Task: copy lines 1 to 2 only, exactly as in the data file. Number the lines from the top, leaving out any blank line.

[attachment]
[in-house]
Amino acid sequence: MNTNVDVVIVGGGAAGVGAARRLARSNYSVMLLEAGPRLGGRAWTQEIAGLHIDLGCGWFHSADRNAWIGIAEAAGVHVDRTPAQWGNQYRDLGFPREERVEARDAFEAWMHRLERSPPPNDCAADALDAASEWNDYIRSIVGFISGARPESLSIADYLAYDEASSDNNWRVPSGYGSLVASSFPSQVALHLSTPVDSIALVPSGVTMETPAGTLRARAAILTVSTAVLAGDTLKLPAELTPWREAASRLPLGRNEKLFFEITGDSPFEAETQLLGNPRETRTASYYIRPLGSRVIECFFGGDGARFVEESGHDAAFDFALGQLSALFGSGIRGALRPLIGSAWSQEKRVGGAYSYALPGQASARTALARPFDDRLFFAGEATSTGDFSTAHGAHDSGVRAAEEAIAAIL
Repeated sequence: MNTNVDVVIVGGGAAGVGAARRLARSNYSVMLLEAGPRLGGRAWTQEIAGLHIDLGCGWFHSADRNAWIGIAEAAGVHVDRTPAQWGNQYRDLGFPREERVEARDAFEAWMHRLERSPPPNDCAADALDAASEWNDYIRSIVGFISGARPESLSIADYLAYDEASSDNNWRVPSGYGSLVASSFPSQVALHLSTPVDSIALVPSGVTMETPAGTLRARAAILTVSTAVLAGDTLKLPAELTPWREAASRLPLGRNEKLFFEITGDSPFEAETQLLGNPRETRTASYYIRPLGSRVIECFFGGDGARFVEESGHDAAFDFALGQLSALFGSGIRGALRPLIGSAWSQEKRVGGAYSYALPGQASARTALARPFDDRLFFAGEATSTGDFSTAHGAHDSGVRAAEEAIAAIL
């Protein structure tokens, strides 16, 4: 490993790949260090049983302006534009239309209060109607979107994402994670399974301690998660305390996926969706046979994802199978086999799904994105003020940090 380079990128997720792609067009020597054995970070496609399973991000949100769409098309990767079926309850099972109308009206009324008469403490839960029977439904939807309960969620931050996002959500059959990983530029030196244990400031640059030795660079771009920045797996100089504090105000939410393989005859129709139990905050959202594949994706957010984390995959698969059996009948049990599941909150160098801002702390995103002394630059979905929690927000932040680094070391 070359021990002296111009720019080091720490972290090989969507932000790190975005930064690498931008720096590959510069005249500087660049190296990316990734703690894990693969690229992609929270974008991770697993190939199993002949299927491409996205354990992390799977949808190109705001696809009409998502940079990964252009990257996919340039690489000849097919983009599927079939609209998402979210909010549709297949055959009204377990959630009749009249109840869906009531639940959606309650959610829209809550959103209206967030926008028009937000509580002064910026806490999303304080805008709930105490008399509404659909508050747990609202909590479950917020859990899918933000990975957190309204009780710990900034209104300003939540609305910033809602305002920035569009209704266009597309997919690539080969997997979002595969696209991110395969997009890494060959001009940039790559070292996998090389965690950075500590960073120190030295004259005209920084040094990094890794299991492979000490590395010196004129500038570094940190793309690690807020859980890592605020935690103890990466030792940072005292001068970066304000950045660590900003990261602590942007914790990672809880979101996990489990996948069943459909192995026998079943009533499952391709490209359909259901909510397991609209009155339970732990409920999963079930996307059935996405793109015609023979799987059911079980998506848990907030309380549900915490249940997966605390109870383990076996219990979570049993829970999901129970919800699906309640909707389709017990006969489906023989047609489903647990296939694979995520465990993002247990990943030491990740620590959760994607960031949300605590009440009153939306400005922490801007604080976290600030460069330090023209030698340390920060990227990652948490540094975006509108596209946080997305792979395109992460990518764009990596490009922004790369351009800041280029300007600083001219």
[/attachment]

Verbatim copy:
[in-house]
Amino acid sequence: MNTNVDVVIVGGGAAGVGAARRLARSNYSVMLLEAGPRLGGRAWTQEIAGLHIDLGCGWFHSADRNAWIGIAEAAGVHVDRTPAQWGNQYRDLGFPREERVEARDAFEAWMHRLERSPPPNDCAADALDAASEWNDYIRSIVGFISGARPESLSIADYLAYDEASSDNNWRVPSGYGSLVASSFPSQVALHLSTPVDSIALVPSGVTMETPAGTLRARAAILTVSTAVLAGDTLKLPAELTPWREAASRLPLGRNEKLFFEITGDSPFEAETQLLGNPRETRTASYYIRPLGSRVIECFFGGDGARFVEESGHDAAFDFALGQLSALFGSGIRGALRPLIGSAWSQEKRVGGAYSYALPGQASARTALARPFDDRLFFAGEATSTGDFSTAHGAHDSGVRAAEEAIAAIL